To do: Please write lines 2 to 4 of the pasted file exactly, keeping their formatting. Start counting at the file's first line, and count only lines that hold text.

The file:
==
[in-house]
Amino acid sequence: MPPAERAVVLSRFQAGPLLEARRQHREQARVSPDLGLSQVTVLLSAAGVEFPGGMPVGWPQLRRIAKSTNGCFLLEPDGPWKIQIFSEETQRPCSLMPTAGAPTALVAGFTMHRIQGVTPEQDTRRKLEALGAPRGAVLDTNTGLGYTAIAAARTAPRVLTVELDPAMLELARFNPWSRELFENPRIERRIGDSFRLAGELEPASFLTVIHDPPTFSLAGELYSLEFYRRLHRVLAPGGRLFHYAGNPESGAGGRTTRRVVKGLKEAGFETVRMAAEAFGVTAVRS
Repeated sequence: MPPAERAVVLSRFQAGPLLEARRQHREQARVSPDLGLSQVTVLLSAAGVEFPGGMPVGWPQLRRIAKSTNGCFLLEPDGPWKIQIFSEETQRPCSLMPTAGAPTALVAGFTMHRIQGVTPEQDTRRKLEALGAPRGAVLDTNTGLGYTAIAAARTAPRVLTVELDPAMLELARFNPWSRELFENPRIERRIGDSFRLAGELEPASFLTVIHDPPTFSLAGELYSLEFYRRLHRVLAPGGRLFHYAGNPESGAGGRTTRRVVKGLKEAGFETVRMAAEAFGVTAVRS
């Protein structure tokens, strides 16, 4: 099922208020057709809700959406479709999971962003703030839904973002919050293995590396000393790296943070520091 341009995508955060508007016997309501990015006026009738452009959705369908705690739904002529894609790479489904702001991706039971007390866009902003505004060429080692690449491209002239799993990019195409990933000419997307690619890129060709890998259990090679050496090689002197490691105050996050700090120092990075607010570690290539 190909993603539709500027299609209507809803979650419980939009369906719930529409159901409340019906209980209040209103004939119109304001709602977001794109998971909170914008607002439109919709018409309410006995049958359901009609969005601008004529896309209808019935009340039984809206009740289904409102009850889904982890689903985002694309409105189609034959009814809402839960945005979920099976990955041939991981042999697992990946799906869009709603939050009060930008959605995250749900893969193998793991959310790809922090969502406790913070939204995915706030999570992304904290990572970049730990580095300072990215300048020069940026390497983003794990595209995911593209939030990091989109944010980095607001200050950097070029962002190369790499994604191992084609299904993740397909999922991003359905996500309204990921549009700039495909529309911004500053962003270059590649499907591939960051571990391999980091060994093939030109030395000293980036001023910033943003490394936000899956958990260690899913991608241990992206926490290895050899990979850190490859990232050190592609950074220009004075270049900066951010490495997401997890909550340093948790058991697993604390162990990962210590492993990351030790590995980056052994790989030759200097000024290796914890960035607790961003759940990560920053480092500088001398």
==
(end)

Amino acid sequence: MPPAERAVVLSRFQAGPLLEARRQHREQARVSPDLGLSQVTVLLSAAGVEFPGGMPVGWPQLRRIAKSTNGCFLLEPDGPWKIQIFSEETQRPCSLMPTAGAPTALVAGFTMHRIQGVTPEQDTRRKLEALGAPRGAVLDTNTGLGYTAIAAARTAPRVLTVELDPAMLELARFNPWSRELFENPRIERRIGDSFRLAGELEPASFLTVIHDPPTFSLAGELYSLEFYRRLHRVLAPGGRLFHYAGNPESGAGGRTTRRVVKGLKEAGFETVRMAAEAFGVTAVRS
Repeated sequence: MPPAERAVVLSRFQAGPLLEARRQHREQARVSPDLGLSQVTVLLSAAGVEFPGGMPVGWPQLRRIAKSTNGCFLLEPDGPWKIQIFSEETQRPCSLMPTAGAPTALVAGFTMHRIQGVTPEQDTRRKLEALGAPRGAVLDTNTGLGYTAIAAARTAPRVLTVELDPAMLELARFNPWSRELFENPRIERRIGDSFRLAGELEPASFLTVIHDPPTFSLAGELYSLEFYRRLHRVLAPGGRLFHYAGNPESGAGGRTTRRVVKGLKEAGFETVRMAAEAFGVTAVRS
């Protein structure tokens, strides 16, 4: 099922208020057709809700959406479709999971962003703030839904973002919050293995590396000393790296943070520091 341009995508955060508007016997309501990015006026009738452009959705369908705690739904002529894609790479489904702001991706039971007390866009902003505004060429080692690449491209002239799993990019195409990933000419997307690619890129060709890998259990090679050496090689002197490691105050996050700090120092990075607010570690290539 190909993603539709500027299609209507809803979650419980939009369906719930529409159901409340019906209980209040209103004939119109304001709602977001794109998971909170914008607002439109919709018409309410006995049958359901009609969005601008004529896309209808019935009340039984809206009740289904409102009850889904982890689903985002694309409105189609034959009814809402839960945005979920099976990955041939991981042999697992990946799906869009709603939050009060930008959605995250749900893969193998793991959310790809922090969502406790913070939204995915706030999570992304904290990572970049730990580095300072990215300048020069940026390497983003794990595209995911593209939030990091989109944010980095607001200050950097070029962002190369790499994604191992084609299904993740397909999922991003359905996500309204990921549009700039495909529309911004500053962003270059590649499907591939960051571990391999980091060994093939030109030395000293980036001023910033943003490394936000899956958990260690899913991608241990992206926490290895050899990979850190490859990232050190592609950074220009004075270049900066951010490495997401997890909550340093948790058991697993604390162990990962210590492993990351030790590995980056052994790989030759200097000024290796914890960035607790961003759940990560920053480092500088001398």